Procurement becomes highly complicated when big organizations deal with diverse range of materials and services under indirect category. In a structured way, significant saving opportunities can be identified for both demand and supply driven organizations. Indirect spend do not always have a category-based sourcing strategy and this leads to irregular sourcing.

Due to the inclusion of low-value and low-risk products and services, the potential cost savings are overlooked by management.

While managing indirect spend is more challenging, the potential impact on the business makes it worth the effort. The impact might be indirect, but it can significantly bring changes in business delivery.

There are some initial steps an organization can take to control their spend:

Managed spend, use of automation and measurement – The volume of transactions and diversity of suppliers make indirect spend an ideal area to manage through collaboration tools.

Using the data that a company has on indirect spend, prioritize areas of the largest spend to develop expertise in those areas. Management has to redefine the mission of indirect sourcing. It should include not only cost reduction but also value creation by bringing new technologies into the company. Involvement of top management is crucial in such decision making.

There are many solutions to connect (web, EDI, SFTP), integrate with different software and systems, allow closed loop procure-to-pay in order to minimize manual processes, and provide proper tracker for each spend.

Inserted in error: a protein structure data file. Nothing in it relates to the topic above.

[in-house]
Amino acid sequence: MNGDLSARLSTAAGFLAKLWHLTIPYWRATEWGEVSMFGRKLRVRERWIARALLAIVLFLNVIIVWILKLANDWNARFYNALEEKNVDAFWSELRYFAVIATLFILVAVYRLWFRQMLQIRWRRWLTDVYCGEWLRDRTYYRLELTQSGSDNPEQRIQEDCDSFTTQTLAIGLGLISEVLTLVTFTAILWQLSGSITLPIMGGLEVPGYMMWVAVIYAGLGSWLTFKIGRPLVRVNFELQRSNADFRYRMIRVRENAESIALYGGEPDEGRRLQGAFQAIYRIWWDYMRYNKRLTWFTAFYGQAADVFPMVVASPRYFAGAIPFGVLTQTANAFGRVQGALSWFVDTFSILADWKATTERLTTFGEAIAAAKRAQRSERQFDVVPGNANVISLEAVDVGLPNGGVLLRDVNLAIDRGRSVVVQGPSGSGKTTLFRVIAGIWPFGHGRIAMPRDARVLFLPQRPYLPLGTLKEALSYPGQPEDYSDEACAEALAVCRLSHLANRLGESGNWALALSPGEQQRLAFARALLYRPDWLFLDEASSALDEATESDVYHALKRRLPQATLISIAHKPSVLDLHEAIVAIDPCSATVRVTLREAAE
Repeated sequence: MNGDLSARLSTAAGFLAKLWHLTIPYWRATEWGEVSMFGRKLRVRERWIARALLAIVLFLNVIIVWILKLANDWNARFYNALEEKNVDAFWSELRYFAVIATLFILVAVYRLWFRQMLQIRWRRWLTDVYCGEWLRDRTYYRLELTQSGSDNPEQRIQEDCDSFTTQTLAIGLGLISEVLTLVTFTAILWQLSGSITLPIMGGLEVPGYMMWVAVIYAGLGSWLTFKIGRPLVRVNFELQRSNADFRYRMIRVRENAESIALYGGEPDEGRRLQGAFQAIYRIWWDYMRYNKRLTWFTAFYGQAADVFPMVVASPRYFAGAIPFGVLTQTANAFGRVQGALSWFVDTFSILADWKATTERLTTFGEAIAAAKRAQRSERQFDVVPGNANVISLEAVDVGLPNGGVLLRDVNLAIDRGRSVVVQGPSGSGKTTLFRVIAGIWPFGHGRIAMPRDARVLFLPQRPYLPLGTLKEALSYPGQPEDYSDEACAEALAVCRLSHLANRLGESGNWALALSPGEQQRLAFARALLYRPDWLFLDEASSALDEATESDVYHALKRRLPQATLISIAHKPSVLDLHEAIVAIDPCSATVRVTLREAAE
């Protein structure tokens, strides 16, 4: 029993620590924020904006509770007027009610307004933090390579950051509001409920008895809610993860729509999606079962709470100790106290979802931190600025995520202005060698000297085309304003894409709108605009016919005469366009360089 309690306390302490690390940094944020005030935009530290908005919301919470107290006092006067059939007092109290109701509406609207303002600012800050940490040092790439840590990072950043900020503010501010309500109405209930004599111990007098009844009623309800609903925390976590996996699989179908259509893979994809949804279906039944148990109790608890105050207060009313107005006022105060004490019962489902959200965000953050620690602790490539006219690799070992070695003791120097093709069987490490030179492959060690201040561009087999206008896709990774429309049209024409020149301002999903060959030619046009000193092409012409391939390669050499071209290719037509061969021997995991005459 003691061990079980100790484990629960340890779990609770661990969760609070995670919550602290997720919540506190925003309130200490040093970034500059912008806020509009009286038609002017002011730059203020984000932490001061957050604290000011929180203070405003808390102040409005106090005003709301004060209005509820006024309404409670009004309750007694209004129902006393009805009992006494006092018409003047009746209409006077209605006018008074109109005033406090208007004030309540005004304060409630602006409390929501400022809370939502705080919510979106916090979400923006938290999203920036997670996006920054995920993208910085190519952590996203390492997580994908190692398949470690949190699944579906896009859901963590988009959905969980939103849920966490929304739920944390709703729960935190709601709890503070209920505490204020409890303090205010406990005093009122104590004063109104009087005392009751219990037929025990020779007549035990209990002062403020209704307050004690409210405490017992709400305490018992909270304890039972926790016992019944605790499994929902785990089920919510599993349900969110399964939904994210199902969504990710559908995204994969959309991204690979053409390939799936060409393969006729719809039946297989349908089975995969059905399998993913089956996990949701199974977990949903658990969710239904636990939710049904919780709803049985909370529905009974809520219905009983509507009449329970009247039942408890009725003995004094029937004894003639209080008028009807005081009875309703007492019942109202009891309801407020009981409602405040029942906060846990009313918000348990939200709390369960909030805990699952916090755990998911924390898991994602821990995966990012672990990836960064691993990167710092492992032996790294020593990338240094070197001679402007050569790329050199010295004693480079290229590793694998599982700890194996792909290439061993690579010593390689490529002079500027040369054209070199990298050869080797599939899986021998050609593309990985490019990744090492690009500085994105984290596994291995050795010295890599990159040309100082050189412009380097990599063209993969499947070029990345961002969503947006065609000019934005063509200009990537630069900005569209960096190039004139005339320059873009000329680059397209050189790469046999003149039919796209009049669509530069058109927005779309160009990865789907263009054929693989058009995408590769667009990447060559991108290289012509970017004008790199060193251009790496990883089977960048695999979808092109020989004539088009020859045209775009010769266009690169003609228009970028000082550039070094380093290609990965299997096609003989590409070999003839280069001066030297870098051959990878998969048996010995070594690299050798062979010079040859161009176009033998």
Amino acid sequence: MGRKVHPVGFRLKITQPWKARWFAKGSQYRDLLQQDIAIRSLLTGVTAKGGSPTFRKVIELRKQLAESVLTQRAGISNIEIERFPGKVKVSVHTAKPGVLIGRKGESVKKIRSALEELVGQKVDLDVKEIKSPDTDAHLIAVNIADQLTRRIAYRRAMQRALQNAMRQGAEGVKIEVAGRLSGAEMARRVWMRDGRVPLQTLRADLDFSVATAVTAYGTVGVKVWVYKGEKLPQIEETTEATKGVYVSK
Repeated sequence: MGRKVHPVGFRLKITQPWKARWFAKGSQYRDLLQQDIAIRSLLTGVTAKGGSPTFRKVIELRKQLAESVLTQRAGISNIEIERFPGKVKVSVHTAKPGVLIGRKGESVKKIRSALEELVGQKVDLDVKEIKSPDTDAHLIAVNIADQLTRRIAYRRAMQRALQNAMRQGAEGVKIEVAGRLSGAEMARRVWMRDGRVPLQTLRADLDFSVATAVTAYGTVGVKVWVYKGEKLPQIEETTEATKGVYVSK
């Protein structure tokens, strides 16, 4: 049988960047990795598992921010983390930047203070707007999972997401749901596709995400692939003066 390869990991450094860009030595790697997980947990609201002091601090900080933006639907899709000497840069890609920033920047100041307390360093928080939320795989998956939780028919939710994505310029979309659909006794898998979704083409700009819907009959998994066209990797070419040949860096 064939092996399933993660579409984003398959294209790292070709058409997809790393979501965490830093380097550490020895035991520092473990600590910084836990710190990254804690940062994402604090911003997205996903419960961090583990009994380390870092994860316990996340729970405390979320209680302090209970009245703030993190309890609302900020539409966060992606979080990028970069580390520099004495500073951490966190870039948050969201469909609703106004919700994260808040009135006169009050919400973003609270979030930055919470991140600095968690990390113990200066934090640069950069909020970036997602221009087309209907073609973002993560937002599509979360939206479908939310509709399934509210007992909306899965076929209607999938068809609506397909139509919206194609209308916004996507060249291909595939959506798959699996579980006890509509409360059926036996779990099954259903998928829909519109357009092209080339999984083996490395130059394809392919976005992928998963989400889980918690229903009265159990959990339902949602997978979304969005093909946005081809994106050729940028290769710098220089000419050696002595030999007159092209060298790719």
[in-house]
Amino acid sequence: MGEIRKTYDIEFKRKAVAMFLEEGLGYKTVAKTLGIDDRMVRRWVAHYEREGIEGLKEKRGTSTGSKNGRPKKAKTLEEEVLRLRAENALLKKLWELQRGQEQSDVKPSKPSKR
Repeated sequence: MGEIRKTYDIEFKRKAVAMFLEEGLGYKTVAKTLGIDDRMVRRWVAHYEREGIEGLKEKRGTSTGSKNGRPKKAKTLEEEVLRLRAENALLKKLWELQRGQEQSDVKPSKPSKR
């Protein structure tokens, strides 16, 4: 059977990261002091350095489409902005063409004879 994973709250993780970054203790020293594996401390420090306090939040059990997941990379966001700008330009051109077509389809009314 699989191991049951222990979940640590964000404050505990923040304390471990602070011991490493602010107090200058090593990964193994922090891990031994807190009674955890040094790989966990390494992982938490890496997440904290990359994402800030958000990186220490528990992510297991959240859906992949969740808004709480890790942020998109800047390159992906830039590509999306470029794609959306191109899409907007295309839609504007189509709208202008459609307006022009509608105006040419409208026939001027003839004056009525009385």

Choose preferred suppliers – Onus should be to minimize maverick spend by negotiating contracts with key suppliers in each of the top expenditure areas. By pooling the smaller spends into a fund with fewer suppliers, increased leverage on pricing can be gained.

Set generic KPIs – Supplier capability measurement and evaluation for indirect suppliers are challenging owing to the variety of supplies of goods and services and types of vendors, etc. However, few general KPIs would be used across a variety of vendors which include contract compliance, customer satisfaction, cost competitiveness, and continuous improvement.

Studies and experts from the industry suggest the following cost saving opportunities from indirect procurement areas which constitute a large chunk of most of the organizations:

Transformational way out

The following lists contain the basic information that procurement might look to gather from the business in order to define requirements and specifications to identify sourcing opportunities. Evaluate if the current service and specification requirements are well defined. Properly understanding the current service and specification requirements can help to create value from the internal supply chain.

Following are few more considerations for better opportunity realization: